The government has known for years that as many as 35 million homes and businesses in this country are insulated with a vermiculite material from a mine near Libby, Mont, that’s likely contaminated with dangerous levels of asbestos. And for as many years the government has ignored its repeated promises to warn people of the killer they may be living with.
But as the holidays rapidly approach, public health experts worry about what these people may bring into their living rooms from their Zonolite filled attics. With those colorful lights and ornaments could come invisible and deadly asbestos fibers that decades from now may destroy or end the lives of some unwrapping their gifts.
Some medical authorities believe that people are still dying because of it.
“Based on my experience, and my understanding of the residential and worker exposures to the asbestos in this insulation, I believe firmly that individuals are being sickened and even dying from these exposures across the country on a continuing basis,” said Dr. Aubrey Miller, who was medical director for the Environmental Protection Agency team that was sent to the remote town of Libby, Mont., to investigate reports of hundreds of deaths and illnesses with asbestosis, mesothelioma and lung cancer.
More than 400 deaths have been attributed to exposure to vermiculite in and near the tiny community in which it was mined, and a litany of solid scientific studies has shown that it can kill.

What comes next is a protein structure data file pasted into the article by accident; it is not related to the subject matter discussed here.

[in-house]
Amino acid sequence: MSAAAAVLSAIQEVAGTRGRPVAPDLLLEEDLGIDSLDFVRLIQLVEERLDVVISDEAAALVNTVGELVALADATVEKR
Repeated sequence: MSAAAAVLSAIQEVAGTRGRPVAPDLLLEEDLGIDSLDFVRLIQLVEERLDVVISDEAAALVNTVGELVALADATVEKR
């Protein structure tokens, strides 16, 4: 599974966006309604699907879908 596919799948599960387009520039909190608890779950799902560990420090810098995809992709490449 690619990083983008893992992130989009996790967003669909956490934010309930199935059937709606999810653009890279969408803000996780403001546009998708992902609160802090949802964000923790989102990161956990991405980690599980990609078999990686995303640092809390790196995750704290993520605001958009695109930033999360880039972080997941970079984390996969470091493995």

While the threat from this insulation exists all year, every year, until the Zonolite is removed, experts like Miller believe the potential for exposure to the asbestos is greatest during the holidays.
Miller, who is now a senior medical adviser for the National Institute for Environmental Health Sciences, says he can only imagine how much asbestos has collected in the fake trees and wreaths. But he’s worried most about exposure to the younger children.
“It’s particularly important to understand the risks for children who have higher breathing rates and will inhale more of the fibers,” says the physician, a father of two.
“Children, especially young ones, tend to spend much of their time on the floor playing with the ornaments and toys, breathing the asbestos-contaminated dust, and have many years for the asbestos fibers that lodge in their lungs to eventually cause disease.”
When asked what they’ve done to alert the public, EPA officials repeatedly point to the vermiculite page on the agency’s website, which even many inside the agency say is inadequate. W. R. Grace & Co., who produced the vermiculite ore used in the insulation, has continued to insist that the insulation is safe and presents no health risk to homeowners.
Here are links to a longer version of this story and three other parts that can be found this week on AOLNews.com.
Part two: A Colorado man, now with cancer, who, with his father put Zonolite in his attic.
Part three: On Thanksgiving week 11 years ago, a regional Environmental Protection Agency boss ordered three of his top agents to rush to a remote Montana town to disprove a newspaper’s report of hundreds of people dying because of exposure to asbestos from a nearby vermiculite mine.
Part four: Invisible fibers were killing people long before a Roman scholar reported that the slaves who worked in the asbestos quarries died far younger than those who didn’t touch the wondrous, fireproof mineral. Lies being told then are still common today 2,000 years later.